It's life, but not as we know it.
Archea are a bizarre group of single celled micro-organisms. They are the basal group the the rest of the extant living things.In layman's terms, compared to archea we are close relatives of bacteria. As the basal living organism they have a wide variety of highly unusual (to us) properties and discoveries of new archea often redefine life as we know it. This bizarre group if often placed in its own category at a level above kingdom which we label Domain. Within it there are several bizarre branches of life which could have become the dominant forms of life on Earth but didn't. If you are a sci-fi writer looking for inspiration start here. This is the first of many archea I will include on this blog.
Haloquadratum is a genus of archea with the common name of salt squares. You can guess at where part of this name comes from when you look at this picture.
That's right their cells are perfectly square with sharp edges. Their ridiculously geometric cells often join together to form narrow fragile sheets. One can't help imagining that this is a possible precursor to a multicellular state. Their rigid cells contain several structures filled with gasses that give them th buoyancy necessary for living on the water's surface.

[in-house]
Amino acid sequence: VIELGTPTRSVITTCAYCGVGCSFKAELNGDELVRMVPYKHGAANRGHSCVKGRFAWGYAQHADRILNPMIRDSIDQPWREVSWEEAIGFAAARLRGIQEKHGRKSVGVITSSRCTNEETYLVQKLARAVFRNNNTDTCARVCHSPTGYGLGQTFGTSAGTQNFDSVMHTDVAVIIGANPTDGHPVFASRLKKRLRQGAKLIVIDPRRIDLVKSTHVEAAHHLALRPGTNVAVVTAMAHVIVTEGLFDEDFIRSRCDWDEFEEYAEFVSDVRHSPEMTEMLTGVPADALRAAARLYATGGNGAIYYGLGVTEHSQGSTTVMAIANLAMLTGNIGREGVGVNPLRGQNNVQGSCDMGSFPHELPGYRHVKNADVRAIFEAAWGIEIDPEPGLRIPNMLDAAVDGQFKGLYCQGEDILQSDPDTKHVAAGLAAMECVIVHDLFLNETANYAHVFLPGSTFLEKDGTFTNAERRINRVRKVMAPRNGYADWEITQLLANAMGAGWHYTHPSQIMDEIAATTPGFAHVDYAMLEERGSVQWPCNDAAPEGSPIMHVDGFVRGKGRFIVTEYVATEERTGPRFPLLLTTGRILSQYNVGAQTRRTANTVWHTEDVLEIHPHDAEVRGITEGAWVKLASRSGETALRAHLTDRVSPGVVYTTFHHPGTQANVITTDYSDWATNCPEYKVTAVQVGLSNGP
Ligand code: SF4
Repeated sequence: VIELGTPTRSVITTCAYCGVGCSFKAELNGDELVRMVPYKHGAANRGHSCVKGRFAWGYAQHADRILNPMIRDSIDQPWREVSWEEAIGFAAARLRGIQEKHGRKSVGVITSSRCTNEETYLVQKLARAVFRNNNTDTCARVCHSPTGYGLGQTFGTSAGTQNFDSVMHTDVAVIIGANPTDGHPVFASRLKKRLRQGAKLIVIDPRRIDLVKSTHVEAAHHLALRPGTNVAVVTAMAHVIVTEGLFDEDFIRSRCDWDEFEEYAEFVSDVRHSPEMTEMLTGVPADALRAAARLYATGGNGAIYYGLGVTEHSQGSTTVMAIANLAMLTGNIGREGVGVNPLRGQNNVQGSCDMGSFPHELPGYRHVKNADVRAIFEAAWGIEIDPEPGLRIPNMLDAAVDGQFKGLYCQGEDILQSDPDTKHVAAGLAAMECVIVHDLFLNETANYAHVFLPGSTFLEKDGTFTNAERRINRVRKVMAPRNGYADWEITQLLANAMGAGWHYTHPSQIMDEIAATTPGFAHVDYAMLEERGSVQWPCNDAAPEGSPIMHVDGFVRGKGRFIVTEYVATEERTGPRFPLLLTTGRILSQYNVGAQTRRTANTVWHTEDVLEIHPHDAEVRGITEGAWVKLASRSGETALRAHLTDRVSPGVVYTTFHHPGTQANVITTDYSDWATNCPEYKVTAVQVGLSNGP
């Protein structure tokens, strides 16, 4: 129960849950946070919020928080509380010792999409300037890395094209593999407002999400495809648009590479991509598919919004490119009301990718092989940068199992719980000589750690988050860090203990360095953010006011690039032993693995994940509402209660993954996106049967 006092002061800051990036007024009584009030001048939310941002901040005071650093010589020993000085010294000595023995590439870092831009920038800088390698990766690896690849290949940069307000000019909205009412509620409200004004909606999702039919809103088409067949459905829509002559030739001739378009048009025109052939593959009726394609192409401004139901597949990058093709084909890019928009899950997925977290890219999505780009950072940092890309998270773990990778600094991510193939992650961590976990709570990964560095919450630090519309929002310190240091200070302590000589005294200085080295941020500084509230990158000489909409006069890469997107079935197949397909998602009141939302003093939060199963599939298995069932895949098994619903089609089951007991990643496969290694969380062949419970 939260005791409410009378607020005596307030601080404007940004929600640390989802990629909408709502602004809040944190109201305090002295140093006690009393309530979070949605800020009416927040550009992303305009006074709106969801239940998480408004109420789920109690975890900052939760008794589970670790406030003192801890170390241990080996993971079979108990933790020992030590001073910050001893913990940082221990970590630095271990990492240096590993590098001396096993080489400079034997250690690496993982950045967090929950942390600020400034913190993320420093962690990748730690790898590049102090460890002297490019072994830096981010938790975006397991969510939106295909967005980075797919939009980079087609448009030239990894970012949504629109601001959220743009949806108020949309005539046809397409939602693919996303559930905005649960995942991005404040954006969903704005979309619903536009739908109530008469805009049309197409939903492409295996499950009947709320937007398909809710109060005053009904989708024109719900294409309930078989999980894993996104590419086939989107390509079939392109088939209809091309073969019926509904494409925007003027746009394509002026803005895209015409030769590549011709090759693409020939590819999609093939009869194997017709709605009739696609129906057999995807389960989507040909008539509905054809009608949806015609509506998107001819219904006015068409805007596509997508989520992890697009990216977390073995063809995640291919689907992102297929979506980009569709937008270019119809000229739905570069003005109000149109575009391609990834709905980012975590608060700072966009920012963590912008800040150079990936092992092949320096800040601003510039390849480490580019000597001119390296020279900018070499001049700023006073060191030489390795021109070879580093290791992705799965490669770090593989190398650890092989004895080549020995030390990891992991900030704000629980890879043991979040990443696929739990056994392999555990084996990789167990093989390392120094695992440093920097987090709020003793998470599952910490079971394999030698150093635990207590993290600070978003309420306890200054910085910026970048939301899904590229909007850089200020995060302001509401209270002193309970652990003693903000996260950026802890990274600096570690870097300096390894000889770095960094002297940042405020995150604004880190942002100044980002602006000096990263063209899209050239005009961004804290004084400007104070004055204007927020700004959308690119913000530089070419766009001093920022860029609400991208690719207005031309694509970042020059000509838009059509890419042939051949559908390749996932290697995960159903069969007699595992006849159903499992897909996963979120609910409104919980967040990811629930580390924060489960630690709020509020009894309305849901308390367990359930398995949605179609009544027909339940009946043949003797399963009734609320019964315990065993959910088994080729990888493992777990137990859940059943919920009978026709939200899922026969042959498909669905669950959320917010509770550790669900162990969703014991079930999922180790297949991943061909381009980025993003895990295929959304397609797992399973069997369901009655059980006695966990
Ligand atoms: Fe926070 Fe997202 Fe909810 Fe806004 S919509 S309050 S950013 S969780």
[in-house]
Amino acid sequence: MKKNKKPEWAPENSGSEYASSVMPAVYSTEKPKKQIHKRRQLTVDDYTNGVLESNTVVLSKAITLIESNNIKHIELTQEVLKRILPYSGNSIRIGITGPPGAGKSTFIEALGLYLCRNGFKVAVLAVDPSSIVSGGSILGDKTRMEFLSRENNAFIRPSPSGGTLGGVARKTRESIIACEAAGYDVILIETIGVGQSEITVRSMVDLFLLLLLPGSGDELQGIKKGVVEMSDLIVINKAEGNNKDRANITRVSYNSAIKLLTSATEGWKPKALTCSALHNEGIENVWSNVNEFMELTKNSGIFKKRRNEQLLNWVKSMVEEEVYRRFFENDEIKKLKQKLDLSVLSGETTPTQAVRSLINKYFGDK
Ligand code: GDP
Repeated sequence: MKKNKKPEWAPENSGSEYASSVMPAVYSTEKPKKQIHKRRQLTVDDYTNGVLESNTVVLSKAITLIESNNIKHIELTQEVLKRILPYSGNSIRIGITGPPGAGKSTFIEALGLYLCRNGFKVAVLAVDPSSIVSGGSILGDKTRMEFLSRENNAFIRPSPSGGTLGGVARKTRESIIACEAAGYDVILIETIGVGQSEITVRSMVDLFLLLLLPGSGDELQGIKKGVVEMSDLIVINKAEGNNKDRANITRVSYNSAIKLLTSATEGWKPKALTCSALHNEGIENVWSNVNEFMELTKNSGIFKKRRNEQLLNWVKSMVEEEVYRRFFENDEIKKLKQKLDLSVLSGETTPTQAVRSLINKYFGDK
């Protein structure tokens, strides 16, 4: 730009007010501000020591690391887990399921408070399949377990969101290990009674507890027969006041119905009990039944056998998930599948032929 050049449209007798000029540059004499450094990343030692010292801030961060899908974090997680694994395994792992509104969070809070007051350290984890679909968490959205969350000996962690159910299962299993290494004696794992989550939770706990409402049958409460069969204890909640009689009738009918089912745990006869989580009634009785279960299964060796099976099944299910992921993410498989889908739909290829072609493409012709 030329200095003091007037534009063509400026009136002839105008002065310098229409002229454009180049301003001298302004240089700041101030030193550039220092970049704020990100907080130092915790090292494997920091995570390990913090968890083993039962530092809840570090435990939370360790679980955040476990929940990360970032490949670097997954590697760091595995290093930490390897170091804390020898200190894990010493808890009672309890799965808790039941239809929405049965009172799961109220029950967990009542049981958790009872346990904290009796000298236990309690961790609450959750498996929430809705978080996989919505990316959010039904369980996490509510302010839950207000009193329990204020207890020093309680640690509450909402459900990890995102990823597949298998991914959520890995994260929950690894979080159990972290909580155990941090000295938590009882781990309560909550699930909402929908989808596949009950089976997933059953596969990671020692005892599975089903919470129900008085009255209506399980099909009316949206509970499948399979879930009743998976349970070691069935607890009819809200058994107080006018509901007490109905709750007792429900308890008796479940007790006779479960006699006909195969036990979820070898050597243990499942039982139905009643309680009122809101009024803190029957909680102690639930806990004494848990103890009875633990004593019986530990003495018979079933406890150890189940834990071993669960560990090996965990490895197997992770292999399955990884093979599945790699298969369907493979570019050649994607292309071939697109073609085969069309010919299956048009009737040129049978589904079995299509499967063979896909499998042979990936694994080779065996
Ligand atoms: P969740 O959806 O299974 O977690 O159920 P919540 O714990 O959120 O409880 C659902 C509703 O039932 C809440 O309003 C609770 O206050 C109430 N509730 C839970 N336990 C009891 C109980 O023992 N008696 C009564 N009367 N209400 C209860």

Like other members of their family Haloquadratum draw their energy from sunlight through a process entirety unrelated to plant photosynthesis. They use a protein called Bacteriorhodopsin as a light powered proton pump as their energy source. They live in salty water, and I mean very salty water. Their cell structure has been so heavily modified to live on a hyper-saline environment that if the water they are in is not at least near saturation they will not survive.
Haloquadratum is found in hypersaline waters all over the world.
Take my advice and don't even go near the world of Archean Classification. Those who go in there never return. This was unquestioningly copied from Wikipedia.